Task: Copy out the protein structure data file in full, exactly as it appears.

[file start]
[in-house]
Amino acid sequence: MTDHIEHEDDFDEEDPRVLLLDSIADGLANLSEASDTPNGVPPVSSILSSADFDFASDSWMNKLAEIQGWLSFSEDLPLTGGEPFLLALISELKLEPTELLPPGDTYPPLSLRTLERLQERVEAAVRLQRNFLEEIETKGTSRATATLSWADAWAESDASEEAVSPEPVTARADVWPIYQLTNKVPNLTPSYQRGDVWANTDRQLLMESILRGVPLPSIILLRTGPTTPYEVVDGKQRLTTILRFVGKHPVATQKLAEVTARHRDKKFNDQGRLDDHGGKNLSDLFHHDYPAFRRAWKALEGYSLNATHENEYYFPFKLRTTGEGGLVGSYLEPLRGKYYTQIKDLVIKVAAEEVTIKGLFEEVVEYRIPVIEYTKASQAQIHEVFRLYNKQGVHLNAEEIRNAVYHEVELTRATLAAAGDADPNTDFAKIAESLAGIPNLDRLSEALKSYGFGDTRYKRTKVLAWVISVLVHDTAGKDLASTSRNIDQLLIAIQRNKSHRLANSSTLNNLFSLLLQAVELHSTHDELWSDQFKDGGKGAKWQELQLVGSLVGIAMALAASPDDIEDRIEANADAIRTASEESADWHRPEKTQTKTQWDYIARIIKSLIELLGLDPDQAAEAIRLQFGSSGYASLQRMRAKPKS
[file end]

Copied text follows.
[in-house]
Amino acid sequence: MTDHIEHEDDFDEEDPRVLLLDSIADGLANLSEASDTPNGVPPVSSILSSADFDFASDSWMNKLAEIQGWLSFSEDLPLTGGEPFLLALISELKLEPTELLPPGDTYPPLSLRTLERLQERVEAAVRLQRNFLEEIETKGTSRATATLSWADAWAESDASEEAVSPEPVTARADVWPIYQLTNKVPNLTPSYQRGDVWANTDRQLLMESILRGVPLPSIILLRTGPTTPYEVVDGKQRLTTILRFVGKHPVATQKLAEVTARHRDKKFNDQGRLDDHGGKNLSDLFHHDYPAFRRAWKALEGYSLNATHENEYYFPFKLRTTGEGGLVGSYLEPLRGKYYTQIKDLVIKVAAEEVTIKGLFEEVVEYRIPVIEYTKASQAQIHEVFRLYNKQGVHLNAEEIRNAVYHEVELTRATLAAAGDADPNTDFAKIAESLAGIPNLDRLSEALKSYGFGDTRYKRTKVLAWVISVLVHDTAGKDLASTSRNIDQLLIAIQRNKSHRLANSSTLNNLFSLLLQAVELHSTHDELWSDQFKDGGKGAKWQELQLVGSLVGIAMALAASPDDIEDRIEANADAIRTASEESADWHRPEKTQTKTQWDYIARIIKSLIELLGLDPDQAAEAIRLQFGSSGYASLQRMRAKPKS